Shanghai Fashion Week this season had a strong correlation between fashion, tech, and AI challenging the current status quo of the fashion industry and its future. But this time, it’s wasn’t just a one angle view but going from traditional Retail to the new type of influencers and digitized b2b customization for the fashion industry.
But, by far, my favorite moment was when I met the cultural icon Sophia the humanoid robot during Fashion Weekend, who was collaborating and interviewing Sadie Clayton, a London based architectural designer marginally bridging the world of fashion and art.
I suddenly got a quick back chill of the unknown as an initial human instinct. Sophia’s flesh looking so real, it made me think of all these Netflix and sci-fi movies I’ve been probably over-watching of robots taking over humans through advanced AI and forms of emotional intelligence.
Sophia the robot, created by Hanson robotics in Hong Kong, is covered by media around the globe (recently landing the covers of Cosmo India and Elle Brasil) . She’s participated in many celeb interviews from Cristiano Ronaldo to Will Smith and was given citizenship of Saudi Arabia – the first robot to be given legal personhood anywhere in the world.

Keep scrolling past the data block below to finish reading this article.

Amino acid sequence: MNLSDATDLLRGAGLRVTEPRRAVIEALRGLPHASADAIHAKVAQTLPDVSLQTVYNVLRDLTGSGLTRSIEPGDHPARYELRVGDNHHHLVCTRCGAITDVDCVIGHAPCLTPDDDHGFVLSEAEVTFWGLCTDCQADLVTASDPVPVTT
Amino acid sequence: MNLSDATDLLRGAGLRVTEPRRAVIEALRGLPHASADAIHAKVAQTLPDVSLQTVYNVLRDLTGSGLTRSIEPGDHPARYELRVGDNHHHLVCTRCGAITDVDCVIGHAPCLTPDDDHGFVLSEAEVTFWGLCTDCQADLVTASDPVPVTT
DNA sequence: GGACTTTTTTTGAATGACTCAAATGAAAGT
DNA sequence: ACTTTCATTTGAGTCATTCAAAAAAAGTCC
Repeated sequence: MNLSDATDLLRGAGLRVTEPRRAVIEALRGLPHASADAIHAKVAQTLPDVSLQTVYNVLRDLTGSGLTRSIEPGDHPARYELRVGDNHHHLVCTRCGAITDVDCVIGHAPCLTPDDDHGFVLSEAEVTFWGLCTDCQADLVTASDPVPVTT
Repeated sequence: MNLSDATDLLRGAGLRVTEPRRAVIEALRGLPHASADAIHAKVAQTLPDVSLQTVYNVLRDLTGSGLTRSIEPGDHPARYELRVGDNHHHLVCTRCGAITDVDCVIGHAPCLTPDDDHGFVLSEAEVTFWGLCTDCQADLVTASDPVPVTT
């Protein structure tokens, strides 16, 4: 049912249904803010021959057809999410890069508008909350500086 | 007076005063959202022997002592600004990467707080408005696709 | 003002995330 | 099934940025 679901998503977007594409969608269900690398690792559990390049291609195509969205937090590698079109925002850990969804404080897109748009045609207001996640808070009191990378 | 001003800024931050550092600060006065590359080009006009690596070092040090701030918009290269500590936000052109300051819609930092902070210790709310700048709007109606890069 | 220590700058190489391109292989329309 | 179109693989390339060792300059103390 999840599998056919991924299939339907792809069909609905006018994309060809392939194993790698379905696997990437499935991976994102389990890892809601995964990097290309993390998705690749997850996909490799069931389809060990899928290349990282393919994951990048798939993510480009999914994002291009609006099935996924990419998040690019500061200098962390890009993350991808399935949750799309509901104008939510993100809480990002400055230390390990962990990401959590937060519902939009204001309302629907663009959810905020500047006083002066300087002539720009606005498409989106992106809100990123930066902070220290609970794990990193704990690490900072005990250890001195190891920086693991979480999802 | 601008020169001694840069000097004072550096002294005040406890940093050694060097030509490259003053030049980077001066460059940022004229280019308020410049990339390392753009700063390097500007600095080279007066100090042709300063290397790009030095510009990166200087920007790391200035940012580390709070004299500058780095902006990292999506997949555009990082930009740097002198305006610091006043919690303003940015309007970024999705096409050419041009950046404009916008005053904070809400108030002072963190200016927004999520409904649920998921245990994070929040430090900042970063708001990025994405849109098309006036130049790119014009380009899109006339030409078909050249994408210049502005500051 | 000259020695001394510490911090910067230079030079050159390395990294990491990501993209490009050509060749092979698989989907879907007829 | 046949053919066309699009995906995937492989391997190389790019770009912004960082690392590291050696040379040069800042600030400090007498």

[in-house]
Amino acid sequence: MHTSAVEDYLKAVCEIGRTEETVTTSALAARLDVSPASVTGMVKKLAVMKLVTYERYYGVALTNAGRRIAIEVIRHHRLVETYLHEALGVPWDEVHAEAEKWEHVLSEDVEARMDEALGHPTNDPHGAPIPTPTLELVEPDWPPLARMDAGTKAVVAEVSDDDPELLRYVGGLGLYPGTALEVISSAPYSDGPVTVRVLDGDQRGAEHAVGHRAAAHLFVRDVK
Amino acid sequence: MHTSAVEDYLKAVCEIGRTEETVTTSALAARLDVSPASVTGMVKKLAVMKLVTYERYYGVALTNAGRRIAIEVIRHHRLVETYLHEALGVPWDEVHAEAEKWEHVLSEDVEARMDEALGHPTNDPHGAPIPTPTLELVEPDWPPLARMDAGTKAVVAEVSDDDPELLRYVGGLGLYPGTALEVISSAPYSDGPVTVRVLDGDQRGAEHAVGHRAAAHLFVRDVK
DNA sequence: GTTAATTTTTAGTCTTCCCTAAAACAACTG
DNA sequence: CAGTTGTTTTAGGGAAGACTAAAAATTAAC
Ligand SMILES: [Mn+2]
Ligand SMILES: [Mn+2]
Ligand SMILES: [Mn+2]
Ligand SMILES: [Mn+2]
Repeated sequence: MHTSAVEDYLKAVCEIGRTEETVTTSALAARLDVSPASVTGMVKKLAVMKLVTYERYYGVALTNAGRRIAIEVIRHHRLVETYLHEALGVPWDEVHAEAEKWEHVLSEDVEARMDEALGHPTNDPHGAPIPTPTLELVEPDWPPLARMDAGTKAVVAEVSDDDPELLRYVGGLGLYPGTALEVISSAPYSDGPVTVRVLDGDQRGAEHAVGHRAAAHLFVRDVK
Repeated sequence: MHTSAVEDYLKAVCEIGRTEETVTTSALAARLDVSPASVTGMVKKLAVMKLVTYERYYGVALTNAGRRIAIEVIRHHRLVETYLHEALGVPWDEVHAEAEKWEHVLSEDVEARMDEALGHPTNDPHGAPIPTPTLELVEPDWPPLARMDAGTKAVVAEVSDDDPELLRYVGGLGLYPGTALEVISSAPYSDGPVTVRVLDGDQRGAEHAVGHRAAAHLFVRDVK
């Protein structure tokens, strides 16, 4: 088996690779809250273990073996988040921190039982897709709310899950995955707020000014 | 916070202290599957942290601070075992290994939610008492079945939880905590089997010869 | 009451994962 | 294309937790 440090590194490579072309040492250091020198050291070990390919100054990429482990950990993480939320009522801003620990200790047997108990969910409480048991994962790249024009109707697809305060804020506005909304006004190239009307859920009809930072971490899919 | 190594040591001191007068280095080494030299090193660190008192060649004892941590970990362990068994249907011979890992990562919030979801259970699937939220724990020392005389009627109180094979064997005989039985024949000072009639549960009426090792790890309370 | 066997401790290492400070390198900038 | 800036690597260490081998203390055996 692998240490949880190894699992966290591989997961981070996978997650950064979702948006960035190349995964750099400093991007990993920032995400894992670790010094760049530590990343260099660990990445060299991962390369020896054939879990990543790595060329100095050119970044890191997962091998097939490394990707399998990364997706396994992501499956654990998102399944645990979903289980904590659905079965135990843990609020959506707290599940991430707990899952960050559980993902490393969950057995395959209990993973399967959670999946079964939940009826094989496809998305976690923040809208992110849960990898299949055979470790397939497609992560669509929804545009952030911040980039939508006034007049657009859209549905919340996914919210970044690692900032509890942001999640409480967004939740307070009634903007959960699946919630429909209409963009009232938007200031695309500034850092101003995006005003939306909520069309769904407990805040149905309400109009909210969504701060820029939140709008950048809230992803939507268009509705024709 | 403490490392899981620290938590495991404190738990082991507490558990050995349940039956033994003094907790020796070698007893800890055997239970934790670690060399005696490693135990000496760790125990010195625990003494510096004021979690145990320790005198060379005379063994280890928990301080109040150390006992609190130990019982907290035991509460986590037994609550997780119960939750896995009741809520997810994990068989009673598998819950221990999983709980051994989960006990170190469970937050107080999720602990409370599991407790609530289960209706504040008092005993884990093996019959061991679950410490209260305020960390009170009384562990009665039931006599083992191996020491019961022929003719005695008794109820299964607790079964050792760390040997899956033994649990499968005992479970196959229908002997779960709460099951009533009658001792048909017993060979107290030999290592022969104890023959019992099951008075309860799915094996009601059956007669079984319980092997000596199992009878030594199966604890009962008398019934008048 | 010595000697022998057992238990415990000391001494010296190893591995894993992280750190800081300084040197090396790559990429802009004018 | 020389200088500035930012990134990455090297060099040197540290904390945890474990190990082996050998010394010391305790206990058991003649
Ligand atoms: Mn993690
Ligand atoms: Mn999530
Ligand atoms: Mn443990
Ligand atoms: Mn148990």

Having the opportunity to see both talents interviewing each other on the future of fashion, culture, tech and the their life transitions, we’ve created some exclusive high lights below:
Sophia the robot interviewing Sadie on cultural trends , her future and her latest turn from fashion design to art. Here are some highlights
STR: Now you’re representing the UK in the fashion world. What does being British mean for you as an artist?
SC: It means not being afraid to be different or daring, holding on to traditional artisinal techniques, and being able to draw from my Jamaican and British heritage
STR: How did you start on the path to being a designer and an artist? Was there any particular thing as a child that inspired you to create?
SC: I grew up in a society where being mixed race was a minority, I looked different so had the choice to follow the cultural stereotypes or embrace who I was, have fun with it and take advantage of my cultural fusion. It began at a young age where I’d buy fabric from Ikea and make a dress by draping fabric on a mannequin and jazz it up by adding buttons from my very large vintage buttons collection. Then, as now, everybody wore the same clothes, followed the same trends, but I wanted to wear avant-garde interesting clothing and create my own trends, so studying fashion and moving to London and creating my own label was a way to do this. First and foremost, I am a creative who is inspired by bringing vision to life. Up until now has focused on fashion but who is wide open to conversations about everything, literally! We can always push the boundaries of design through technology and creativity and I want to champion this.
Photo credits: Yanni Yanson